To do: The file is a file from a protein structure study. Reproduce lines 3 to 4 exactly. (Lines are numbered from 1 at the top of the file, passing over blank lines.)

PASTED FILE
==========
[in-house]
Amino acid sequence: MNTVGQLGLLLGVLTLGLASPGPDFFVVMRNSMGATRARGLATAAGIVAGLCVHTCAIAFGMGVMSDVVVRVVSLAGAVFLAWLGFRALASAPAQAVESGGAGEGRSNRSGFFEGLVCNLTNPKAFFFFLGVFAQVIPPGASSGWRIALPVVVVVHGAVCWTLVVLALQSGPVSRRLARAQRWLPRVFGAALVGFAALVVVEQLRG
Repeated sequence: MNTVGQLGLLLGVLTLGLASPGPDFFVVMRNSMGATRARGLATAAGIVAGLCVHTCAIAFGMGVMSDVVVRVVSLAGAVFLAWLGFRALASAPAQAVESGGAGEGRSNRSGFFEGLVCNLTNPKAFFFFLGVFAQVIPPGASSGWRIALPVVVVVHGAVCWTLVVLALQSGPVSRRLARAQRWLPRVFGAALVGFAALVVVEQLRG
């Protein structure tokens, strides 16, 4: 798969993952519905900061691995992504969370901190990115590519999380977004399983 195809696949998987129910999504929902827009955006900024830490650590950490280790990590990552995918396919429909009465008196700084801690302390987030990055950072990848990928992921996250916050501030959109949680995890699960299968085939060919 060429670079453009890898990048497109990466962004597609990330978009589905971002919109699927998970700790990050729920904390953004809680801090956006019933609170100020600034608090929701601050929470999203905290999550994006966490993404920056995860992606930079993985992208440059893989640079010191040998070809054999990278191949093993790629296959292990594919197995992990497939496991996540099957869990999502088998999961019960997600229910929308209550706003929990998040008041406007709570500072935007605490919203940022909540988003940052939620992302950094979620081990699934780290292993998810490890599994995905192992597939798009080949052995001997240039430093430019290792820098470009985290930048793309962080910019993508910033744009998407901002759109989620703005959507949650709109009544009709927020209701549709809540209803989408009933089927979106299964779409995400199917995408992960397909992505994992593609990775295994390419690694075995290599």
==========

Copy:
Repeated sequence: MNTVGQLGLLLGVLTLGLASPGPDFFVVMRNSMGATRARGLATAAGIVAGLCVHTCAIAFGMGVMSDVVVRVVSLAGAVFLAWLGFRALASAPAQAVESGGAGEGRSNRSGFFEGLVCNLTNPKAFFFFLGVFAQVIPPGASSGWRIALPVVVVVHGAVCWTLVVLALQSGPVSRRLARAQRWLPRVFGAALVGFAALVVVEQLRG
């Protein structure tokens, strides 16, 4: 798969993952519905900061691995992504969370901190990115590519999380977004399983 195809696949998987129910999504929902827009955006900024830490650590950490280790990590990552995918396919429909009465008196700084801690302390987030990055950072990848990928992921996250916050501030959109949680995890699960299968085939060919 060429670079453009890898990048497109990466962004597609990330978009589905971002919109699927998970700790990050729920904390953004809680801090956006019933609170100020600034608090929701601050929470999203905290999550994006966490993404920056995860992606930079993985992208440059893989640079010191040998070809054999990278191949093993790629296959292990594919197995992990497939496991996540099957869990999502088998999961019960997600229910929308209550706003929990998040008041406007709570500072935007605490919203940022909540988003940052939620992302950094979620081990699934780290292993998810490890599994995905192992597939798009080949052995001997240039430093430019290792820098470009985290930048793309962080910019993508910033744009998407901002759109989620703005959507949650709109009544009709927020209701549709809540209803989408009933089927979106299964779409995400199917995408992960397909992505994992593609990775295994390419690694075995290599």